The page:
It’s a Lifestyle Thing

Before my children were born, I wrote pretty much whenever I wanted.  If I needed to sit for five hours on a weeknight and crank something out, I could.  If I chose to take an entire weekend, from morning to night, and do nothing else but write, nothing stopped me.  I always had time to do all the things I needed to do to keep my personal, professional, and writing life going smoothly.

But then my children arrived.


That sounded bad.

First of all, let me be totally transparent – my kids are my world.  Writing is a passion, but my children are my life.  So while much of this may sound pessimistic, that’s not the intention.  I credit my success as a human being to my wife and children.  They always come first, and that’s fine by me.

Okay, back on point.  If you’re like me, you may be juggling lots of different things along with your writing.  You may not actually get to write that novel or short story but once a week.  Oh, sure, you’ve got time carved out every day, but something always comes up.  I’ve read some authors who said their time is untouchable.  They will not give it up.  That’s fine for them, but that’s not my way.  Like I said, my wife and kids always come first.

So what does this all mean?

I’m saying that writing is a lifestyle.  For some of us, it’s the main focus.  For others, we do it when we can.  But I guarantee you, just because I may not be writing on a certain night, I”m always thinking about it.  It is always in my head.  My characters, scenarios, plots – all of it.  When I’m doing dishes (as my Twitter and Facebook friends can attest), I’m thinking about it.  When I’m mowing the lawn, I’m thinking about it.  In fact, I believe that my busy schedule actually proves beneficial.  When I actually get the time to sit and write, I’m primed and ready.  I understand how valuable that time is, I’ve run through whatever it is I’m writing a thousand times in my head.  It’s an almost euphoric experience to sit and let it flow.

Ideally, we would all write that five pages a day we’re supposed to achieve.  But that’s not a realty for many.  My hope, my wish, is that you don’t feel bad if you can’t manage more than  a night or two a week.  Yes, consistent writing will only help and it’s the best way to hone your craft, but sometimes it’s just an impossibility.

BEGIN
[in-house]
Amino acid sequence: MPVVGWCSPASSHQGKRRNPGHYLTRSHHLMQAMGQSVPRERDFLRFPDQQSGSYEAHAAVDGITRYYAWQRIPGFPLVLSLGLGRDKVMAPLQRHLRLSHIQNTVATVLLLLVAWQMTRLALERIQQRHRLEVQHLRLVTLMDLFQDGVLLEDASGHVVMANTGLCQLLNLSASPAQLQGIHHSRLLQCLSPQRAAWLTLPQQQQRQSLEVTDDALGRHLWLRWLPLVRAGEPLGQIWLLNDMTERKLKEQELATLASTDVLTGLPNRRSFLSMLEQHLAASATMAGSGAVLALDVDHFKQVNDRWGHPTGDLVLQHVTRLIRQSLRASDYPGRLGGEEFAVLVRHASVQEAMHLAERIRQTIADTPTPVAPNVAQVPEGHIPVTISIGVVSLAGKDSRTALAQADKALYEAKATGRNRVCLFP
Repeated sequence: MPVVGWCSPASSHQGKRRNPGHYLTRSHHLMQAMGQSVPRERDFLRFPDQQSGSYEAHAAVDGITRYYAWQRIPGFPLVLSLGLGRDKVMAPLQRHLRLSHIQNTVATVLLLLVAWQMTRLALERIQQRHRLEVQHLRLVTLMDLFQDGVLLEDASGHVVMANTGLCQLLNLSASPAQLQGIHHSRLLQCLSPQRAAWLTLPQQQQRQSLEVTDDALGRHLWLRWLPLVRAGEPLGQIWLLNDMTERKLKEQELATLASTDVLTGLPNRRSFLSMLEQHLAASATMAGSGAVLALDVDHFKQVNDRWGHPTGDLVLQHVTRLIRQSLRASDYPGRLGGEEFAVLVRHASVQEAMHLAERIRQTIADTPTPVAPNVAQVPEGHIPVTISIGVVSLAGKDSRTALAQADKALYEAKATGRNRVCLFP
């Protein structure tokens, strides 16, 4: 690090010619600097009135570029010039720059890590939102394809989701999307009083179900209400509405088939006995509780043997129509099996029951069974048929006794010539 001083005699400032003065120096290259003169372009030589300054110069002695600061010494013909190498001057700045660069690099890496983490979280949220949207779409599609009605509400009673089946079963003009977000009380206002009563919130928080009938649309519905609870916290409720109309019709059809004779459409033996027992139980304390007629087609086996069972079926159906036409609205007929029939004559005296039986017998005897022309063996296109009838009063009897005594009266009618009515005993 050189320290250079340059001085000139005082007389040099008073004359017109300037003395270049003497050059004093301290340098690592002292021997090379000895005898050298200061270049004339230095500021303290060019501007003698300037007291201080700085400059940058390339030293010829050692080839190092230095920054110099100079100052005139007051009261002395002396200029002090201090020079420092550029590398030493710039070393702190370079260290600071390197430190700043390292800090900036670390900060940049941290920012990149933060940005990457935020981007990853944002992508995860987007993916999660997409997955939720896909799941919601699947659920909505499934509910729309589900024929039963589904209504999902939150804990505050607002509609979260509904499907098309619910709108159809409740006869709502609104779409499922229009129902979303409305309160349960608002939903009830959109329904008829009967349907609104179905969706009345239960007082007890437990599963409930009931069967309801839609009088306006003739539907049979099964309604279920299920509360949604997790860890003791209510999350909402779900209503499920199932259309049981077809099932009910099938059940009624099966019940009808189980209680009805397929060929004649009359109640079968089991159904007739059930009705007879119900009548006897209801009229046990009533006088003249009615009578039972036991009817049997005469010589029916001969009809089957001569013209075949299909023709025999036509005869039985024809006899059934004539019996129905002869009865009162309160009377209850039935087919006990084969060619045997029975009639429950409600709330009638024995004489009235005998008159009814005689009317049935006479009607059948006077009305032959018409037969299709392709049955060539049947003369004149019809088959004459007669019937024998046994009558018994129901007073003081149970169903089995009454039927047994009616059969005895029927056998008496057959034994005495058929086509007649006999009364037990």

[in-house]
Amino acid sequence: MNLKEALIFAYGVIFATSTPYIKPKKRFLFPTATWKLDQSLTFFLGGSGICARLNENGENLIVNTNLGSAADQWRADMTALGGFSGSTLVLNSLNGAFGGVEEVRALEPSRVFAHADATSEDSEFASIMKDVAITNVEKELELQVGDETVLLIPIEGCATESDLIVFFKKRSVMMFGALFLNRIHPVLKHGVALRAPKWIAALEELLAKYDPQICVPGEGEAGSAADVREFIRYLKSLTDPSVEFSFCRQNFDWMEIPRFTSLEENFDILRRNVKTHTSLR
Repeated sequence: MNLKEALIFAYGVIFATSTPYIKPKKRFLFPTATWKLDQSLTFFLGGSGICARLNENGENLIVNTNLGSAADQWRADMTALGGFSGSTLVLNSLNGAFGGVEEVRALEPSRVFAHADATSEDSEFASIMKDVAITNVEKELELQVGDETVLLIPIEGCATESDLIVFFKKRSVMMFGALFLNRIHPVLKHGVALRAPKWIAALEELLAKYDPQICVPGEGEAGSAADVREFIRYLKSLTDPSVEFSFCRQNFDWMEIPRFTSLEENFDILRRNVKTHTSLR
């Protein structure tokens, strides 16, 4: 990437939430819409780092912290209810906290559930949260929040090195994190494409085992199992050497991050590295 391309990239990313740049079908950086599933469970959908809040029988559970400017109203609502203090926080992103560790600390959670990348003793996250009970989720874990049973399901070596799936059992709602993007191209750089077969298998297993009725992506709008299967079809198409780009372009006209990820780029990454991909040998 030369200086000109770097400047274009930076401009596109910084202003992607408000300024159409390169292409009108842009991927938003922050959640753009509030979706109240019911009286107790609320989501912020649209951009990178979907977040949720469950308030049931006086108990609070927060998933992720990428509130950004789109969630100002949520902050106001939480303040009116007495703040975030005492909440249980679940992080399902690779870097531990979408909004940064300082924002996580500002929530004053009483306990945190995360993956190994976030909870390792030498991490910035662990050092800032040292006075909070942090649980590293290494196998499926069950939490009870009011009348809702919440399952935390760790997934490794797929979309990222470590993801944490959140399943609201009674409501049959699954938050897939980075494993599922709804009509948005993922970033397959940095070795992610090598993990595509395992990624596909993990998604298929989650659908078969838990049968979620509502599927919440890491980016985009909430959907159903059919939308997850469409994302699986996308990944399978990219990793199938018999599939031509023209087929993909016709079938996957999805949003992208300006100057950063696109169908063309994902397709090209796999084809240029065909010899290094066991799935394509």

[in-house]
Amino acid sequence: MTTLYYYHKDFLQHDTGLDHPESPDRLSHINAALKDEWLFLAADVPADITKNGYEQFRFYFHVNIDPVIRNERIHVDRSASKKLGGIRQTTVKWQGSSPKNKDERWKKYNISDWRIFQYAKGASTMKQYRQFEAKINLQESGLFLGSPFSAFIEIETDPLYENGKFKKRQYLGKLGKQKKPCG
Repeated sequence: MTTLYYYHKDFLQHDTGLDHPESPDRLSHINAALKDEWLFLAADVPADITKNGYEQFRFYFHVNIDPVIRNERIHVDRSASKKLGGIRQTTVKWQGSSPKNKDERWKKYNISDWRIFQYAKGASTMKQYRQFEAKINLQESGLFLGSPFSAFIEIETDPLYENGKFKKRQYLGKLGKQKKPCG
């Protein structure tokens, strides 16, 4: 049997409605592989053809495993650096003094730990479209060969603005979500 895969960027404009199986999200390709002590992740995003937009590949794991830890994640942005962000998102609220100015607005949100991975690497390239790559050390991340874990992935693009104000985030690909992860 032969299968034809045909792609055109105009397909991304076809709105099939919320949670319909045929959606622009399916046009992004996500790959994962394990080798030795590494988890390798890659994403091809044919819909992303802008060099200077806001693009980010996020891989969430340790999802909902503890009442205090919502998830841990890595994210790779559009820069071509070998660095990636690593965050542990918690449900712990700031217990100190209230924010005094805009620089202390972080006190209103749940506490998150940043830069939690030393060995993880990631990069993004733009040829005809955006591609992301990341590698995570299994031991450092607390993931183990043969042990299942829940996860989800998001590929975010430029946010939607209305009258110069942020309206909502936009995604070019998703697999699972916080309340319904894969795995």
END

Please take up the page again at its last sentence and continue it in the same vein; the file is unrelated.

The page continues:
I often have negative thoughts about my writing, usually including the phrase “enough.”  I’m not writing enough.  I’m not submitting enough.  I’m not making enough professional contacts.  I’m not networking enough.  I don’t fine tune my website enough.  To all that, I say, “Enough.”

In life, we do the best we can.  We keep our priorities in order.  My writing is my passion, my art, but it’s not my only passion.  My family is my masterpiece.  My teaching career is a work of art in progress.  My writing improves every week, every month, every year, year after year.

I crave balance.  I fight for equity.

Writing is a lifestyle.  It’s who I am.  But it’s not all of me.  It’s an important part, among many.

A Few Positives Regarding Extra Time

While I wish that this outbreak had never happened, and with full recognition of the pain and suffering many are enduring, I must admit that there are a few personal things that I’ve experienced during the last several weeks that are frankly quite positive.

  • Seeing my kids all day, every day: If you’re like us, life is a crazy, crazy whirlwind. Work, school, sports, music, church functions, Girl Scouts–we’re always either coming or going. With everything put on hold, we get to spend more time together than we ever have during the regular school year. In between studies, we play video games together, do crafts, play outside, play board games. I won’t lie–I’m loving this time with them.
  • Hanging out with my wife: My wife and I are both teachers, so the summer is usually when we catch up on all of our shows. We’ll stay up until midnight together most nights tearing through the latest hits. That is not the case during the regular school year, however, because my wife pretty much works every waking hour, and I can never stay up much past ten o’clock. Since being told to stay home, just being together on a consistent basis every night has been really nice.
  • Making a point to talk with family and friends: It sounds crazy, but we can go days and days without remembering to call family and friends. This time at home allows us the opportunity to better keep in touch. I’m talking more regularly with people through calls and texts than I have in years, and it’s been great.
  • Watching everything in my yard bloom: Spring is an amazing time of year. We have a tree right outside of our kitchen window, and it’s been mesmerizing watching the leaves slowly begin to bloom. Observing the plants push up from the ground and the grass get greener day after day, it’s an incredible thing to behold.
  • Personal pursuits: It’s so much easier to carve out an extra twenty minutes here and there throughout the day in order to pursue personal goals now that we’re at home all day. I’ve resumed a final edit on a novel I plan to release soon, I’m able to practice the bass guitar again after a false start last January, and I’ve even been able to lift free weights on a regular basis.

Again, I’m in no way trying to make light of the outbreak. I wish to God that people weren’t suffering due to this tragic turn of events. However, I can’t help but notice that all of the positives from this experience have one thing in common–extra time. I’m realizing more and more what is most deserving of my time, and that’s something I hope to remember once all of this passes.